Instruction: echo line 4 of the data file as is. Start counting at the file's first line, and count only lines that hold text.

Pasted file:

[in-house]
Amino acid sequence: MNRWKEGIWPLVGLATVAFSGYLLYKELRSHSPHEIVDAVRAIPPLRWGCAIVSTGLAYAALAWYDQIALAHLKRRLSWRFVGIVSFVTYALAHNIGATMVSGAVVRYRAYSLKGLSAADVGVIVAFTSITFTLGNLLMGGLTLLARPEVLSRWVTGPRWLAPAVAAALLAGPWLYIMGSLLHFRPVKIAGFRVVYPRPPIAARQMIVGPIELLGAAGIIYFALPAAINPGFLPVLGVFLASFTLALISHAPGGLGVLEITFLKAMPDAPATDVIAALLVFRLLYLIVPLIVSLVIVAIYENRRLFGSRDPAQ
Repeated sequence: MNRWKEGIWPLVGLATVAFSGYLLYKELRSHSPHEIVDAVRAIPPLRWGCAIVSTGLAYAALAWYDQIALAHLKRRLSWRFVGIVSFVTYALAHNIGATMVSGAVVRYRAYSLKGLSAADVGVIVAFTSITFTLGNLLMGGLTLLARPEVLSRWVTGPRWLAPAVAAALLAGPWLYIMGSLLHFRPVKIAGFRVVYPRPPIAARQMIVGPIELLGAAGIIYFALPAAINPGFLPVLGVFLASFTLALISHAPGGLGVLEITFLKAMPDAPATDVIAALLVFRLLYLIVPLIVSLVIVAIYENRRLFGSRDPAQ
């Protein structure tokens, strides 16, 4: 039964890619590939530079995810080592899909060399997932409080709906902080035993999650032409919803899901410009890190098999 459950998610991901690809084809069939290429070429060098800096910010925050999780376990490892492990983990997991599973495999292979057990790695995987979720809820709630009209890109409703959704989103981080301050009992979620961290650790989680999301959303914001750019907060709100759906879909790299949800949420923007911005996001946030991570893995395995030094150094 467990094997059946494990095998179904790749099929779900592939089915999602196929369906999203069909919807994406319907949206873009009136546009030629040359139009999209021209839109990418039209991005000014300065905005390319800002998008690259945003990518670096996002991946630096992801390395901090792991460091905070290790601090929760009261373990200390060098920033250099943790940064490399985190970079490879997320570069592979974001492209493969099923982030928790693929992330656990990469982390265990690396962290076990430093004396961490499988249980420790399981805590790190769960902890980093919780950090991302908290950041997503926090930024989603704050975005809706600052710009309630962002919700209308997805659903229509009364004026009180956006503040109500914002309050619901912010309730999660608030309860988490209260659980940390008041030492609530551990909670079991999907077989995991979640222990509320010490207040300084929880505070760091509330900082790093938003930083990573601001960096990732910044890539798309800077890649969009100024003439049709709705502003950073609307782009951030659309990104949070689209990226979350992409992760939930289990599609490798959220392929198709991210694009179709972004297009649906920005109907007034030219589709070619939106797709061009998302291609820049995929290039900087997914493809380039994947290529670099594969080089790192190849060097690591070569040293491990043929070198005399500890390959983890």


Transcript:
């Protein structure tokens, strides 16, 4: 039964890619590939530079995810080592899909060399997932409080709906902080035993999650032409919803899901410009890190098999 459950998610991901690809084809069939290429070429060098800096910010925050999780376990490892492990983990997991599973495999292979057990790695995987979720809820709630009209890109409703959704989103981080301050009992979620961290650790989680999301959303914001750019907060709100759906879909790299949800949420923007911005996001946030991570893995395995030094150094 467990094997059946494990095998179904790749099929779900592939089915999602196929369906999203069909919807994406319907949206873009009136546009030629040359139009999209021209839109990418039209991005000014300065905005390319800002998008690259945003990518670096996002991946630096992801390395901090792991460091905070290790601090929760009261373990200390060098920033250099943790940064490399985190970079490879997320570069592979974001492209493969099923982030928790693929992330656990990469982390265990690396962290076990430093004396961490499988249980420790399981805590790190769960902890980093919780950090991302908290950041997503926090930024989603704050975005809706600052710009309630962002919700209308997805659903229509009364004026009180956006503040109500914002309050619901912010309730999660608030309860988490209260659980940390008041030492609530551990909670079991999907077989995991979640222990509320010490207040300084929880505070760091509330900082790093938003930083990573601001960096990732910044890539798309800077890649969009100024003439049709709705502003950073609307782009951030659309990104949070689209990226979350992409992760939930289990599609490798959220392929198709991210694009179709972004297009649906920005109907007034030219589709070619939106797709061009998302291609820049995929290039900087997914493809380039994947290529670099594969080089790192190849060097690591070569040293491990043929070198005399500890390959983890």